Life is hard. It’s a simple, obvious truth that I think about often.
Most people want life to go a certain way. We have a story in our minds of how things should be. For some this story might be pursuing career success. For others the story may involve athletic achievements or social influence. For many it’s the type of relationship they want to have with a significant other.
We want to do well in life. But things often don’t go the way we had hoped. We have expectations that are not met. We mess up and make mistakes. We are disappointed by those around us.
Bubbles burst. The truth is much of the pain we experience is because our lives are falling far short of the story we imagined.
For many of us our default reaction is to blame ourselves. Being self critical becomes the easy way to take our frustration out on someone: ourselves.
If I were more _____________ this wouldn’t be happening. If only I had dealt with _____________ differently my life wouldn’t be so screwed up. I wish I was more like _____________ .
It is easy to be hard on ourselves, and for most it’s natural. But it is rarely helpful.
What’s a better way to deal with ourselves? To start, we can develop self-compassion. It may not come naturally but if we practice we can learn to be less critical with ourselves.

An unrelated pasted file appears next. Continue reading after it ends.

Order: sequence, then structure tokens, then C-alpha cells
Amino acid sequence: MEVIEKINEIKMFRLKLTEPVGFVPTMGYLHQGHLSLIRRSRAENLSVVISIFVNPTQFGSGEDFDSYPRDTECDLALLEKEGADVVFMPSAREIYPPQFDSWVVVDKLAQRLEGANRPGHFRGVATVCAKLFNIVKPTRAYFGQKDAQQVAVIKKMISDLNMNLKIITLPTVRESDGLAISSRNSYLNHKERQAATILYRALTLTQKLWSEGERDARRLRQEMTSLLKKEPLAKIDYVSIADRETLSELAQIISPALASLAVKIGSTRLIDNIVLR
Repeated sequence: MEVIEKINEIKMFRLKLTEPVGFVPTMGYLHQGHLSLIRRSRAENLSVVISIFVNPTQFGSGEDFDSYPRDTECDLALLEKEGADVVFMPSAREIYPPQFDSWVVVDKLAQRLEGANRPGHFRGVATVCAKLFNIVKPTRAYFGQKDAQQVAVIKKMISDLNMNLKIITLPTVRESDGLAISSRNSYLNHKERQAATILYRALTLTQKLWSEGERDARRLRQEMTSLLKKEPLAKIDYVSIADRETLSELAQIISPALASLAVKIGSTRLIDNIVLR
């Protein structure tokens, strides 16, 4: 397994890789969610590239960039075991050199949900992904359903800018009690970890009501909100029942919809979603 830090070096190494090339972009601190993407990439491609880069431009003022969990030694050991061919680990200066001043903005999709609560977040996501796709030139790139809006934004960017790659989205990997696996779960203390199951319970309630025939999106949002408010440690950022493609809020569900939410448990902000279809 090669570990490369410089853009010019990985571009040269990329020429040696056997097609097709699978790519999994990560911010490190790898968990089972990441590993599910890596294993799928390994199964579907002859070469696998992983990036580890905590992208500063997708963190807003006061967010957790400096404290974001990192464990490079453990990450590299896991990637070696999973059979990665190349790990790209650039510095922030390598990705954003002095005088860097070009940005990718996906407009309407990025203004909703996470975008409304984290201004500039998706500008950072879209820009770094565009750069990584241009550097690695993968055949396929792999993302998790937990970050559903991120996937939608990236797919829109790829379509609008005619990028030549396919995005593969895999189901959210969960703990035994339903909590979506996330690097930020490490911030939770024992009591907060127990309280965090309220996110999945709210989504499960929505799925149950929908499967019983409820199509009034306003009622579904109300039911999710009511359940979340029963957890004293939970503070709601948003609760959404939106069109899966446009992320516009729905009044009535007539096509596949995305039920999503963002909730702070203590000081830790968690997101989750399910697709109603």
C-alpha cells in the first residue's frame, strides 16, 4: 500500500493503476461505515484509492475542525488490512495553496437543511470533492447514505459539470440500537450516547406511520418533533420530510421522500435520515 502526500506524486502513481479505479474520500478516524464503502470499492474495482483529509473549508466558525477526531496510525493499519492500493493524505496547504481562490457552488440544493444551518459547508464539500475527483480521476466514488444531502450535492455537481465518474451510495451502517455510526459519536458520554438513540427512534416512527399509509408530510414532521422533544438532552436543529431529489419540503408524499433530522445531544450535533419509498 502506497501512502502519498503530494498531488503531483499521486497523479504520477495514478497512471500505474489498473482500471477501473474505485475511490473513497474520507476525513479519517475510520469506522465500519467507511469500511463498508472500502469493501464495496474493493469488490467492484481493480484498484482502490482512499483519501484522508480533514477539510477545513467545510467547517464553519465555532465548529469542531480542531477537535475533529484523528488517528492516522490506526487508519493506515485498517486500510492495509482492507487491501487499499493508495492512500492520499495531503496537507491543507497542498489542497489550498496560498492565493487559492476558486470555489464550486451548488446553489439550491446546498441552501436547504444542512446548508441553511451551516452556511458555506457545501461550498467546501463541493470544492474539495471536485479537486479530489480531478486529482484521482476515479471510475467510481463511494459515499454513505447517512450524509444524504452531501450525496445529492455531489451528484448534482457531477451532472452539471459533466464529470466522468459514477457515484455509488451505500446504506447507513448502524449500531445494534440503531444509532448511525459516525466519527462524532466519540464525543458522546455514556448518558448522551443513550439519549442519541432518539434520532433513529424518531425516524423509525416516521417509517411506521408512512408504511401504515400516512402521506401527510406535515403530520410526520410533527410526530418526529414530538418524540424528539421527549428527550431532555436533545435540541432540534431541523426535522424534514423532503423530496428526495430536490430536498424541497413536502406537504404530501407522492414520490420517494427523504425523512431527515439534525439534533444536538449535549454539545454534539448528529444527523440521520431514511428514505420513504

Kristin Neff has developed three components that can help us learn to be more compassionate with ourselves:
Self kindness is learning to deal with ourselves in a gracious way. Instead of being harsh and critical with ourselves, it means treating ourselves the way we would a loved one. It means giving ourselves empathy and comfort when we are in pain.
2. Common humanity
We are not alone in whatever it is we are struggling with. We are not the first to go through what we are dealing with, nor will we be the last. Our inner experience is influenced by factors outside of our control. We are interdependent creatures that constantly overlap with each other. Many times if we understand these influences our problems “make sense” which will allow us to let go of self condemnation.
We can notice and acknowledge our inner experience (our thoughts and feelings) without trying to change or get rid of it. We can learn to feel what we are feeling and think what we are thinking without always reacting. We can learn to be mindful of our inner world and let ourselves experience all that it offers without letting it take over.
It’s hard to deal with the disparity between our storybook life and the life we are living in reality. But we can avoid adding to our pain by practicing self compassion. Self compassion will often be the first step toward the life you want to live.
For more about Kristin Neff check out self-compassion.org.